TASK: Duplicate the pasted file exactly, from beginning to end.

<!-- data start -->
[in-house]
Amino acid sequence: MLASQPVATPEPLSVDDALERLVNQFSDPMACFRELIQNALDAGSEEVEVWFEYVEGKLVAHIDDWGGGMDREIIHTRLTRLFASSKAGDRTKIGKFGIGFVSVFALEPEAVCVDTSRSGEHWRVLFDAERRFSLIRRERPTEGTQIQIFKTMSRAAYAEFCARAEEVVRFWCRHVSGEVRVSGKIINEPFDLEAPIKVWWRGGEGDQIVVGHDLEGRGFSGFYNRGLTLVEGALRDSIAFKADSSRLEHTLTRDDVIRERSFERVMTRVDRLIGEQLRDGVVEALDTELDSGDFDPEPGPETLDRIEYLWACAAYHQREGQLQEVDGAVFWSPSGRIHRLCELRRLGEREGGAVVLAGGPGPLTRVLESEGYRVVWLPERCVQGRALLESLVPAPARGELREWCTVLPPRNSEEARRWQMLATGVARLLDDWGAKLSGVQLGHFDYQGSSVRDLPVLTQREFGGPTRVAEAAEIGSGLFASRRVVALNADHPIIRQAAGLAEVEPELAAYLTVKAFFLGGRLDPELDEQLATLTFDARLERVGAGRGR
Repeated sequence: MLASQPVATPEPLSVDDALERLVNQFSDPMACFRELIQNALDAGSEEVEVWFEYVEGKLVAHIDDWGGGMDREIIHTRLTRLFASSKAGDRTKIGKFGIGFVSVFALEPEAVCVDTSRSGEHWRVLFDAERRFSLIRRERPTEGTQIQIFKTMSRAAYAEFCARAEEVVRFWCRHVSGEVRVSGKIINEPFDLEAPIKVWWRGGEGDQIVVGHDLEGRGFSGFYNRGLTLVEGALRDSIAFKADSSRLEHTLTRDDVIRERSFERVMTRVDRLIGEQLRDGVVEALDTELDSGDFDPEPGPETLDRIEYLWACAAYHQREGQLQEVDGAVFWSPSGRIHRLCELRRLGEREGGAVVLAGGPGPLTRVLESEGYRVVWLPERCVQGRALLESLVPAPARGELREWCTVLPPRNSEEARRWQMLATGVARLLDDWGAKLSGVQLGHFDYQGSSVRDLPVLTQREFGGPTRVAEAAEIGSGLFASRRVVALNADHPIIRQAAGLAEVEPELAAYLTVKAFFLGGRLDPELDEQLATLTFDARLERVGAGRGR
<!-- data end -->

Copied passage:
[in-house]
Amino acid sequence: MLASQPVATPEPLSVDDALERLVNQFSDPMACFRELIQNALDAGSEEVEVWFEYVEGKLVAHIDDWGGGMDREIIHTRLTRLFASSKAGDRTKIGKFGIGFVSVFALEPEAVCVDTSRSGEHWRVLFDAERRFSLIRRERPTEGTQIQIFKTMSRAAYAEFCARAEEVVRFWCRHVSGEVRVSGKIINEPFDLEAPIKVWWRGGEGDQIVVGHDLEGRGFSGFYNRGLTLVEGALRDSIAFKADSSRLEHTLTRDDVIRERSFERVMTRVDRLIGEQLRDGVVEALDTELDSGDFDPEPGPETLDRIEYLWACAAYHQREGQLQEVDGAVFWSPSGRIHRLCELRRLGEREGGAVVLAGGPGPLTRVLESEGYRVVWLPERCVQGRALLESLVPAPARGELREWCTVLPPRNSEEARRWQMLATGVARLLDDWGAKLSGVQLGHFDYQGSSVRDLPVLTQREFGGPTRVAEAAEIGSGLFASRRVVALNADHPIIRQAAGLAEVEPELAAYLTVKAFFLGGRLDPELDEQLATLTFDARLERVGAGRGR
Repeated sequence: MLASQPVATPEPLSVDDALERLVNQFSDPMACFRELIQNALDAGSEEVEVWFEYVEGKLVAHIDDWGGGMDREIIHTRLTRLFASSKAGDRTKIGKFGIGFVSVFALEPEAVCVDTSRSGEHWRVLFDAERRFSLIRRERPTEGTQIQIFKTMSRAAYAEFCARAEEVVRFWCRHVSGEVRVSGKIINEPFDLEAPIKVWWRGGEGDQIVVGHDLEGRGFSGFYNRGLTLVEGALRDSIAFKADSSRLEHTLTRDDVIRERSFERVMTRVDRLIGEQLRDGVVEALDTELDSGDFDPEPGPETLDRIEYLWACAAYHQREGQLQEVDGAVFWSPSGRIHRLCELRRLGEREGGAVVLAGGPGPLTRVLESEGYRVVWLPERCVQGRALLESLVPAPARGELREWCTVLPPRNSEEARRWQMLATGVARLLDDWGAKLSGVQLGHFDYQGSSVRDLPVLTQREFGGPTRVAEAAEIGSGLFASRRVVALNADHPIIRQAAGLAEVEPELAAYLTVKAFFLGGRLDPELDEQLATLTFDARLERVGAGRGR